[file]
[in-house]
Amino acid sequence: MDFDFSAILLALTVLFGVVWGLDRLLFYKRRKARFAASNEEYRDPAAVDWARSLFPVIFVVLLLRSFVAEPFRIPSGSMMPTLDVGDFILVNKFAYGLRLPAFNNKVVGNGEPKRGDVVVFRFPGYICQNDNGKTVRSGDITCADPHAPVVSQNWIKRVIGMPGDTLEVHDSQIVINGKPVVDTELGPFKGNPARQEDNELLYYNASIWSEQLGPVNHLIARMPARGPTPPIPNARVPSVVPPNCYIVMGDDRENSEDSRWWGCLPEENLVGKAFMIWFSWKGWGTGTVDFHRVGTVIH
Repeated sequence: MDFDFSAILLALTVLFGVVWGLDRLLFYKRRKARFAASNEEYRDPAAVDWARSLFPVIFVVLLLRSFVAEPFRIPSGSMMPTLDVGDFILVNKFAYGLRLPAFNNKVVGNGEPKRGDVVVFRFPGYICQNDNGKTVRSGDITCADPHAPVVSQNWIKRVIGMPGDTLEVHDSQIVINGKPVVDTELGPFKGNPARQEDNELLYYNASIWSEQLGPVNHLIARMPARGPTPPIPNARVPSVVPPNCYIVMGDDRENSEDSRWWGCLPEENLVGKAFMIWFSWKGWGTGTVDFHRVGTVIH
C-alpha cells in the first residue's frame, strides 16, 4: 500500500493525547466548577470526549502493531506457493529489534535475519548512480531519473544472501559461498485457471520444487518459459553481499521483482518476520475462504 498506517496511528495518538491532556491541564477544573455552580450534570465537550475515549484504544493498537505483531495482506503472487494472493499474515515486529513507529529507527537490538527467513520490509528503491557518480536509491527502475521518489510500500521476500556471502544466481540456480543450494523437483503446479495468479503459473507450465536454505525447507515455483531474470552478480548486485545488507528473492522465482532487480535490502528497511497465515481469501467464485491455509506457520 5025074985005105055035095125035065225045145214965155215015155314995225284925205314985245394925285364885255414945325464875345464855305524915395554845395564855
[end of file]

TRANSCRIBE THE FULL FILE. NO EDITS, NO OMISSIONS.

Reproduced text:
[in-house]
Amino acid sequence: MDFDFSAILLALTVLFGVVWGLDRLLFYKRRKARFAASNEEYRDPAAVDWARSLFPVIFVVLLLRSFVAEPFRIPSGSMMPTLDVGDFILVNKFAYGLRLPAFNNKVVGNGEPKRGDVVVFRFPGYICQNDNGKTVRSGDITCADPHAPVVSQNWIKRVIGMPGDTLEVHDSQIVINGKPVVDTELGPFKGNPARQEDNELLYYNASIWSEQLGPVNHLIARMPARGPTPPIPNARVPSVVPPNCYIVMGDDRENSEDSRWWGCLPEENLVGKAFMIWFSWKGWGTGTVDFHRVGTVIH
Repeated sequence: MDFDFSAILLALTVLFGVVWGLDRLLFYKRRKARFAASNEEYRDPAAVDWARSLFPVIFVVLLLRSFVAEPFRIPSGSMMPTLDVGDFILVNKFAYGLRLPAFNNKVVGNGEPKRGDVVVFRFPGYICQNDNGKTVRSGDITCADPHAPVVSQNWIKRVIGMPGDTLEVHDSQIVINGKPVVDTELGPFKGNPARQEDNELLYYNASIWSEQLGPVNHLIARMPARGPTPPIPNARVPSVVPPNCYIVMGDDRENSEDSRWWGCLPEENLVGKAFMIWFSWKGWGTGTVDFHRVGTVIH
C-alpha cells in the first residue's frame, strides 16, 4: 500500500493525547466548577470526549502493531506457493529489534535475519548512480531519473544472501559461498485457471520444487518459459553481499521483482518476520475462504 498506517496511528495518538491532556491541564477544573455552580450534570465537550475515549484504544493498537505483531495482506503472487494472493499474515515486529513507529529507527537490538527467513520490509528503491557518480536509491527502475521518489510500500521476500556471502544466481540456480543450494523437483503446479495468479503459473507450465536454505525447507515455483531474470552478480548486485545488507528473492522465482532487480535490502528497511497465515481469501467464485491455509506457520 5025074985005105055035095125035065225045145214965155215015155314995225284925205314985245394925285364885255414945325464875345464855305524915395554845395564855